Success in business comes as a result of planning. You have to have a detailed, written plan that shows what the ultimate goal is, the reason for the goal, and each milestone that must be passed in order to reach your goal. A business plan is written definition of, and operational plan for achieving your goal. You need a complete but success tool in order to define your basic product, income objectives and specific operating procedures. YOU HAVE TO HAVE A BUSINESS PLAN to attract investors, obtain financing and hold onto the confidence of your creditors, particularly in times of cash flow shortages- in this instance, the amount of money you have on hand compared with the expenses that must be met.
Aside from an overall directional policy for the production, sales effort and profit goals of your product–your basic “travel guide” to business success — the most important purpose your business plan will serve, will be the basis or foundation of any financial proposals you submit. Many entrepreneurs are under the mistaken impression that a business plan is the same as a financial proposal, or that a financial proposal constitutes a business plan. This is just a misunderstanding of the uses of these two separate and different business success aids.
The business plan is a long range “map” to guide your business to the goal you’ve set for it. The plan details the what, why, where, how and when, of your business — the success planning of your company.
Your financial proposal is a request for money based upon your business plan — your business history and objectives.
Understand the differences. They are closely related, but they are not interchangeable. Writing and putting together a “winning” business plan takes study, research and time, so don’t try to do it all in just one or two days.
The easiest way to start with a loose leaf notebook, plenty of paper, pencils, pencil sharpener, and several erasers. Once you get your mind “in gear” and begin thinking about your business plan, “10,000 thoughts and ideas per minute” will begin racing through your mind. So, it’s a good idea when you aren’t actually working on your business plan, to carry a pocket notebook and jot down those business ideas as they come to you — ideas for sales promotion, recruiting distributors, and any other thoughts on how to operate and/or build your business.
Later, when you’re actually working on your business plan, you can take out this “idea notebook” evaluate your ideas, rework them, refine them, and integrate them into the overall “big picture” of your business plan.
The best business plans for even the smallest businesses run 25 to 30 pages or more, so you’ll need to “title” each page and arrange the different aspects of your business plan into “chapters.” The format should pretty much run as follows:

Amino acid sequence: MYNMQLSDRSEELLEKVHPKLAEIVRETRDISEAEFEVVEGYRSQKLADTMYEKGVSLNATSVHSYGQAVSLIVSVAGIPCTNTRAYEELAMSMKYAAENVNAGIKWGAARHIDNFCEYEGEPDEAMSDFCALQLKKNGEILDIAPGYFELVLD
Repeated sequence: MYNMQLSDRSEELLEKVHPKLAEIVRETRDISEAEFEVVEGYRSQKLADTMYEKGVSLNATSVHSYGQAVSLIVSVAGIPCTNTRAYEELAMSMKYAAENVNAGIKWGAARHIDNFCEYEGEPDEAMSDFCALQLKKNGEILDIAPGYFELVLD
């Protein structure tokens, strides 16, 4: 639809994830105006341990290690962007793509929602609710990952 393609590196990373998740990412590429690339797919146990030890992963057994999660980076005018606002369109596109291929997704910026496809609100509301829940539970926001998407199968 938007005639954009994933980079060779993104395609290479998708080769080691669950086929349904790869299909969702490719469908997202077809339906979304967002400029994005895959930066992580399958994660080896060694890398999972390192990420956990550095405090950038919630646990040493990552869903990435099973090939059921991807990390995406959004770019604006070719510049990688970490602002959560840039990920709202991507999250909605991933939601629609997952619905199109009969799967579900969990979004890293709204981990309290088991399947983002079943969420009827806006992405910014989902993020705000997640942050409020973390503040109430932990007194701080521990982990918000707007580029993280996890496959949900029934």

Statement of Purpose
Table of Contents
Current Financial Records
Explanation of Plans For Growth
Projected Profit & Loss/Operating Figures
Explanation of Financing for Growth
Summary of Business & Outlook for The Future
Listing of Business & personal References
This is a logical organization of the information every business plan should cover. I’ll explain each of these chapters titles in greater detail, but first, let me elaborate upon the reasons for proper organization of your business plan.
Having a set of “questions to answer” about your business forces you to take an objective and critical look at your ideas. Putting it all down on paper allows you to change, erase and refine everything to function in the manner of a smoothly oiled machine. You’ll be able to spot weakness and strengthen them before they develop into major problems. Overall, you’ll be developing an operating manual for your business — a valuable tool that will keep your business on track, and guide you in the profitable management of your business.
Because it’s your idea, and your business, it’s very important that YOU do the planning. This is YOUR business plan, so YOU develop it, and put it all down on paper just the way YOU want it to read. Seek out the advice of other people; talk with, listen to, and observe, other people running similar businesses; enlist the advice of your accountant and attorney — but at the bottom line, don’t ever forget it has to be YOUR BUSINESS PLAN!
Remember too, that statistics show the greatest causes of business failure to be poor management and lack of planning — without a plan by which to operate, no one can manage; and without a direction in which to aim its efforts, no business can attain any real success.
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Steven Presar provides news and articles regarding starting or maintaining a small business: http://www.Agora-Business-Center.com He also works with individuals and small business owners who would like to grow their business on the Internet: http://www.Alliance-Internet-Marketing.com